Om Electronic Materials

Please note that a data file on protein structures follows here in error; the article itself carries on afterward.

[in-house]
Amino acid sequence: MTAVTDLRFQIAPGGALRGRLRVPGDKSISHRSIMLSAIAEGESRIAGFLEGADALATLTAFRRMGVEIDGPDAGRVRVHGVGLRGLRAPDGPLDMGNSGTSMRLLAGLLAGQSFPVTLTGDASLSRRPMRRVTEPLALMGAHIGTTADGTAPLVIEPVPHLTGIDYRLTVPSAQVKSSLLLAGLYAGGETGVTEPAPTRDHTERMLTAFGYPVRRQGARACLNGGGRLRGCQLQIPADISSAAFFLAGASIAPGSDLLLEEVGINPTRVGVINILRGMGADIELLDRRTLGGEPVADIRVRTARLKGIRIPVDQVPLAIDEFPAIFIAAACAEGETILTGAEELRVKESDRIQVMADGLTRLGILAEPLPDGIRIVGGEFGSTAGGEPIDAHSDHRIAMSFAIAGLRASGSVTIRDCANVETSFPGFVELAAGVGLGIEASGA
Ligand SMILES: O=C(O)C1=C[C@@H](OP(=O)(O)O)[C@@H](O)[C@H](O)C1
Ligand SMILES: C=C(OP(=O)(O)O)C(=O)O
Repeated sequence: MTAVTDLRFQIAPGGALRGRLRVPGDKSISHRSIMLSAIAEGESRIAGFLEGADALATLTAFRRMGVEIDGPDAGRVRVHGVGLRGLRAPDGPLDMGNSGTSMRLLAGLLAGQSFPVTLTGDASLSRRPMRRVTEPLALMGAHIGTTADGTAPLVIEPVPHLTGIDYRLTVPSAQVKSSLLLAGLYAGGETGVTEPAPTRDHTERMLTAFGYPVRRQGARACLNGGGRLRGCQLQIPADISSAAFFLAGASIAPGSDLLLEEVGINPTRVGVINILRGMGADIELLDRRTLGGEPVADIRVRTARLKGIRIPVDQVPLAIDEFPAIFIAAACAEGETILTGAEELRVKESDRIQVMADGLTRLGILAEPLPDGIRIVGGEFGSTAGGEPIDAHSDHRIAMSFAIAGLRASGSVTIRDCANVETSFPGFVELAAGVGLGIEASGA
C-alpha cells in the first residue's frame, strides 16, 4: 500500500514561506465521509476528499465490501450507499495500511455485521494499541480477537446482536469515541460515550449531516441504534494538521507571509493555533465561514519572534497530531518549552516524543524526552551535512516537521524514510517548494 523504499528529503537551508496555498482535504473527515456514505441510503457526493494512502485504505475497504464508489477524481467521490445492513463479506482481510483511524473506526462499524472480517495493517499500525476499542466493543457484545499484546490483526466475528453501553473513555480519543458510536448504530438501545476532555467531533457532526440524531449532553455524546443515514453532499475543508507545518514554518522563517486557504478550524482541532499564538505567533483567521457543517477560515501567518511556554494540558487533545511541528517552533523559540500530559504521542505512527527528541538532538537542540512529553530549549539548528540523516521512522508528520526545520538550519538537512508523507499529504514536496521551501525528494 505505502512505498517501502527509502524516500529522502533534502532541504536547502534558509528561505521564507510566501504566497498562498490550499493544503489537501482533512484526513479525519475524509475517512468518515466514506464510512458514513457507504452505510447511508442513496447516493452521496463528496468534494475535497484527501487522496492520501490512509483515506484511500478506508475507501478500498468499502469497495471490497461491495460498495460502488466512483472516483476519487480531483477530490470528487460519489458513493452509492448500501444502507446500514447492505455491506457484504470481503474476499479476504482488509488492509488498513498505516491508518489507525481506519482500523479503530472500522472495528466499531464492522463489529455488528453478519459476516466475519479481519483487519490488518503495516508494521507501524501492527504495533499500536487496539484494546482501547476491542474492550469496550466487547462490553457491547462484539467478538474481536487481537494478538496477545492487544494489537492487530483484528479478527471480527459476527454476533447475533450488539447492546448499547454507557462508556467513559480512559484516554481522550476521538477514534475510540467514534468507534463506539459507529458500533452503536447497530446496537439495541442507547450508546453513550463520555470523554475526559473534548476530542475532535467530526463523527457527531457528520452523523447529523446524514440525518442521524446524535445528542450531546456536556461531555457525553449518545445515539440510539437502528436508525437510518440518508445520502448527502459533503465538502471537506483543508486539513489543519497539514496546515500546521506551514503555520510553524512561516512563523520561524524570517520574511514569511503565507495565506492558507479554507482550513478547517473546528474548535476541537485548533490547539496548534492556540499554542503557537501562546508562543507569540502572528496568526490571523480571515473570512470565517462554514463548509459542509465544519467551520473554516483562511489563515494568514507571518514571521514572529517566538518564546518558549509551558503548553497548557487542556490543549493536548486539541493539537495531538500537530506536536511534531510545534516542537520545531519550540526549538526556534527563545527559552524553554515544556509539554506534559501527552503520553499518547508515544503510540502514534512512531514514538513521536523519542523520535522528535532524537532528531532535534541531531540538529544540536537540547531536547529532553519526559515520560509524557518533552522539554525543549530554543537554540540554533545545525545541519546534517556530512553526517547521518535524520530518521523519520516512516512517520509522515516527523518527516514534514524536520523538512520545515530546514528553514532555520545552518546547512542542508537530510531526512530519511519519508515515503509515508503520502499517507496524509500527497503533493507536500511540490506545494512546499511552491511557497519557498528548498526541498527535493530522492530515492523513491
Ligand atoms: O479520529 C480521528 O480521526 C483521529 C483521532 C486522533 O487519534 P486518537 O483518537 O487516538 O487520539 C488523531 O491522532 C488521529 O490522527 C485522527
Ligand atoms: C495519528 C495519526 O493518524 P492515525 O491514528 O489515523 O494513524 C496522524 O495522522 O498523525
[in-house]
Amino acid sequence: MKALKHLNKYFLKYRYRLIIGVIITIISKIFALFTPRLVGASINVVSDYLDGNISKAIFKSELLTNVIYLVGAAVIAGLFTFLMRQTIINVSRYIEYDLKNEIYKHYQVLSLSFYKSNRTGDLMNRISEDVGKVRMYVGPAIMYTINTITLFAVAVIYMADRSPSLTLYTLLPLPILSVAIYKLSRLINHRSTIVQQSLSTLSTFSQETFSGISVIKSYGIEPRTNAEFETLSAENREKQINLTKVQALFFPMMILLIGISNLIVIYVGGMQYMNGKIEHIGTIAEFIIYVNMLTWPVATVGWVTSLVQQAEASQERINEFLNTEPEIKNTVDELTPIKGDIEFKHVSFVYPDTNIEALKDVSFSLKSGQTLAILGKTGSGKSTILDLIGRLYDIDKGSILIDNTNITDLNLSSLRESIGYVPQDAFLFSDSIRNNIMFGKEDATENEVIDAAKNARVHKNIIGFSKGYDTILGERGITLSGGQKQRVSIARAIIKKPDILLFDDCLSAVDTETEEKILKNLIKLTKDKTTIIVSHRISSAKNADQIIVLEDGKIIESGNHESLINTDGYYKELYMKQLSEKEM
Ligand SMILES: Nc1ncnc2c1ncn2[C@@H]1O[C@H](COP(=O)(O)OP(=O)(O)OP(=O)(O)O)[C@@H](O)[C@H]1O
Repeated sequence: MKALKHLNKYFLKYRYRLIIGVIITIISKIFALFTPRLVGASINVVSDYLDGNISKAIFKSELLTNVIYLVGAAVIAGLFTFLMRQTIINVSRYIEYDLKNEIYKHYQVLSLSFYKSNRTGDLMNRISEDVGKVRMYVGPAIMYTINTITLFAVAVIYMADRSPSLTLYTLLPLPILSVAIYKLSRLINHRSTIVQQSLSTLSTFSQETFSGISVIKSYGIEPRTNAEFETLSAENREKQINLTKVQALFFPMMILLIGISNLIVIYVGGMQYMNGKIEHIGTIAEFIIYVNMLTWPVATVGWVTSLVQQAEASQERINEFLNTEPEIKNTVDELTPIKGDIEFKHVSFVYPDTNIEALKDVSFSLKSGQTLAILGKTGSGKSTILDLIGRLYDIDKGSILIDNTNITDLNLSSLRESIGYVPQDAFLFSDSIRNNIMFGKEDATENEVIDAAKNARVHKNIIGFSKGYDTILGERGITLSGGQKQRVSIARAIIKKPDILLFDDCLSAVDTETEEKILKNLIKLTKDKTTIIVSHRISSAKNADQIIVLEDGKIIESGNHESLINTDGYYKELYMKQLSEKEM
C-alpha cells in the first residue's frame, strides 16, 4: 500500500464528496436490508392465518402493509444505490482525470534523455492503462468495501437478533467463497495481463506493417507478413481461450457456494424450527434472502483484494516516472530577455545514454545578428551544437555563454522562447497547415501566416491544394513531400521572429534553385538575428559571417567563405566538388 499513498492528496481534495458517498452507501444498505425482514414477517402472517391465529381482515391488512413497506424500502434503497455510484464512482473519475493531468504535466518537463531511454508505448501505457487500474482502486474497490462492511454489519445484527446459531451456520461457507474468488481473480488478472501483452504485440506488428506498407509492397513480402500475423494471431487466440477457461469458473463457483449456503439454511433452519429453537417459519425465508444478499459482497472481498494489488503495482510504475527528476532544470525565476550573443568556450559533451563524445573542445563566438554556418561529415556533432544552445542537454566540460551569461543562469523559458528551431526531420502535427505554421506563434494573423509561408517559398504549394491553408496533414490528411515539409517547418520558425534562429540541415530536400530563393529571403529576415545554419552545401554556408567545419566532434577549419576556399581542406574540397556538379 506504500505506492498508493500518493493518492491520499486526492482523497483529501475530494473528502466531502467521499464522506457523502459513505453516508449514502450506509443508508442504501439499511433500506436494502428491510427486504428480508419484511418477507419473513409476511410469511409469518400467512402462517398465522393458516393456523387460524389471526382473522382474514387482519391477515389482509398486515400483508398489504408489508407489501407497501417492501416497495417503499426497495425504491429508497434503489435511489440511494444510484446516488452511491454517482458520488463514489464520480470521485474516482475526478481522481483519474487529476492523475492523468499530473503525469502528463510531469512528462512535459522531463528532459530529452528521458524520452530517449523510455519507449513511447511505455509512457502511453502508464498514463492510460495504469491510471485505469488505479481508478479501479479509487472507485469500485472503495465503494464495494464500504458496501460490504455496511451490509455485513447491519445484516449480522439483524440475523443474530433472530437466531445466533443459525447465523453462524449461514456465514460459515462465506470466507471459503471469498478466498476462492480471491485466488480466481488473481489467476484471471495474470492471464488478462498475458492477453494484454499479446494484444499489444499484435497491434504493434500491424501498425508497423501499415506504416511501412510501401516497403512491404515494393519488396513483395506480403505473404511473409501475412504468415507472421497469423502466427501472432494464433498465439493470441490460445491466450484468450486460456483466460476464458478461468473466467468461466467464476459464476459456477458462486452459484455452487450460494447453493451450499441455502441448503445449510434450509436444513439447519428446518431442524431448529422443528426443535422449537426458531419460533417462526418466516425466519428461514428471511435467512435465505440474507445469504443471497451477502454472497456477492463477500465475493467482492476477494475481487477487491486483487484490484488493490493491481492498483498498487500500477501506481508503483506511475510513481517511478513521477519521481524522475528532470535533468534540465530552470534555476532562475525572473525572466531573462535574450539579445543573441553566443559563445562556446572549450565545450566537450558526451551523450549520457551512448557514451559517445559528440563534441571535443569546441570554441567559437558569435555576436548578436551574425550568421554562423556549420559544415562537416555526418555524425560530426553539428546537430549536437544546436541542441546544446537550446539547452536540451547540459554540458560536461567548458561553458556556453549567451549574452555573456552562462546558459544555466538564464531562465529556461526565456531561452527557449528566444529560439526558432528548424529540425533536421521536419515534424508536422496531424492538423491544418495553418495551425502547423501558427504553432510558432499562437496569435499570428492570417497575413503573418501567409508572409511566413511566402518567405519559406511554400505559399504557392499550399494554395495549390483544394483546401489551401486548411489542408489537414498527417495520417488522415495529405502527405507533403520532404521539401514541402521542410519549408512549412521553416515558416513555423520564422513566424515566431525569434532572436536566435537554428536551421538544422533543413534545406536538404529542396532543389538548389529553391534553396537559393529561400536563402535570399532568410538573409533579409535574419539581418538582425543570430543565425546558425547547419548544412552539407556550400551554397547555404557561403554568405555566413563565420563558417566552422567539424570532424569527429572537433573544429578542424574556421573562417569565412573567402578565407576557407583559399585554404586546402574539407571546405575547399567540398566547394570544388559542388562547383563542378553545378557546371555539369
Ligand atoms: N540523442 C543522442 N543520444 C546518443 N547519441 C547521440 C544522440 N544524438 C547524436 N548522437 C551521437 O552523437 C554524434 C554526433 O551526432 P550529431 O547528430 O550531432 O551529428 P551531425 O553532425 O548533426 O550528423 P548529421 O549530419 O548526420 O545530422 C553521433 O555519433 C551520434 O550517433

The importance of materials science for the progress of electronic techno- logy has been apparent to all since the invention of the transistor in 1948, though that epoch-making event was the result of far-sighted research planning by Bell Laboratories dating from a decade or more before: no mere chance discovery, therefore, but the fruition of work which allotted at its inception a vital role to materials. The transistor is now very old hat, but new materials developments are continually triggering fresh develop- ments in electronics, from optical communications to high-temperature superconductors. Electronic engineers are now given at least two courses in materials as part of their degree programme. This book arose from a series of forty lectures the author gave to the third year students on the Extended Honours Degree Course in Electronic and Electrical Engineering at Loughborough University, though additional elementary material has been included to make the book suitable for first year students. The biggest problem in such a course is deciding what must be left out, and this I am afraid I shirked by leaving out all those areas which I was not familiar with from my days in the Ministry of Aviation, the semiconductor device industry and as a graduate student and research worker. I hope that what remains is sufficiently catholic.